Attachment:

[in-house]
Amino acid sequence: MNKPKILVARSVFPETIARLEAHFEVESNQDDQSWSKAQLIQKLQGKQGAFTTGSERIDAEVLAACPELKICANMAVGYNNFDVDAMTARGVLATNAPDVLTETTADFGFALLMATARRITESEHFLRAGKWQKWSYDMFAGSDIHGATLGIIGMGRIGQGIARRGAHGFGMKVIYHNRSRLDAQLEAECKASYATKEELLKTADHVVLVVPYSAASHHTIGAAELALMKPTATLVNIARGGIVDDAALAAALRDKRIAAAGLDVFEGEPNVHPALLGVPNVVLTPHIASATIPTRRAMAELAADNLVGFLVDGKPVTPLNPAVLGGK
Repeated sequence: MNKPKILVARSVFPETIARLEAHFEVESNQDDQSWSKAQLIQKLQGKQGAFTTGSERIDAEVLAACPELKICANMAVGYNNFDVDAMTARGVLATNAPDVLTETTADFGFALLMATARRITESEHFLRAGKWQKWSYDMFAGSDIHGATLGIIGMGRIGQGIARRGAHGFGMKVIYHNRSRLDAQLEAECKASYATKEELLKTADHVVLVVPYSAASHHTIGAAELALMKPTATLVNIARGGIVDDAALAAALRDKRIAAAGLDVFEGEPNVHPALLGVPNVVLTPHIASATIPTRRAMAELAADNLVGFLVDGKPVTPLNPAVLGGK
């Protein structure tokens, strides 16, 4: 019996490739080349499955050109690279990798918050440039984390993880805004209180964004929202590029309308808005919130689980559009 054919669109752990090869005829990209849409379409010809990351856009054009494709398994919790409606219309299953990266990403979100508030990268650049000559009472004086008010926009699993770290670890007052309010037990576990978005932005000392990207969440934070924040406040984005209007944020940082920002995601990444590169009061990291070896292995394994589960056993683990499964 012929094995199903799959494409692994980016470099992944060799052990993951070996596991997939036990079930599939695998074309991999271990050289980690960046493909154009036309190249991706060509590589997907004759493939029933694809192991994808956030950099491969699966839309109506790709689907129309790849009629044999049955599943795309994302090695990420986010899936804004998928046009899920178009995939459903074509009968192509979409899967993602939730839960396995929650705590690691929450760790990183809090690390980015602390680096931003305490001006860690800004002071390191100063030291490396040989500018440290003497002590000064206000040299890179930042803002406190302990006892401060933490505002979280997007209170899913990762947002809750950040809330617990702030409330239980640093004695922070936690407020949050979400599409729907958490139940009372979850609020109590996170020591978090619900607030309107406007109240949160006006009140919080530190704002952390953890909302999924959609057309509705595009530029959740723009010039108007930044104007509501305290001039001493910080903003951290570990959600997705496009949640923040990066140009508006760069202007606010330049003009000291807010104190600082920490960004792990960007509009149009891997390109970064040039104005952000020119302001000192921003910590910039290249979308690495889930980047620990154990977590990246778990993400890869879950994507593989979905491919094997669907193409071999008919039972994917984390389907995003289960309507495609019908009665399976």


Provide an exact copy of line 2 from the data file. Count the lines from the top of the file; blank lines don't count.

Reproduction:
Amino acid sequence: MNKPKILVARSVFPETIARLEAHFEVESNQDDQSWSKAQLIQKLQGKQGAFTTGSERIDAEVLAACPELKICANMAVGYNNFDVDAMTARGVLATNAPDVLTETTADFGFALLMATARRITESEHFLRAGKWQKWSYDMFAGSDIHGATLGIIGMGRIGQGIARRGAHGFGMKVIYHNRSRLDAQLEAECKASYATKEELLKTADHVVLVVPYSAASHHTIGAAELALMKPTATLVNIARGGIVDDAALAAALRDKRIAAAGLDVFEGEPNVHPALLGVPNVVLTPHIASATIPTRRAMAELAADNLVGFLVDGKPVTPLNPAVLGGK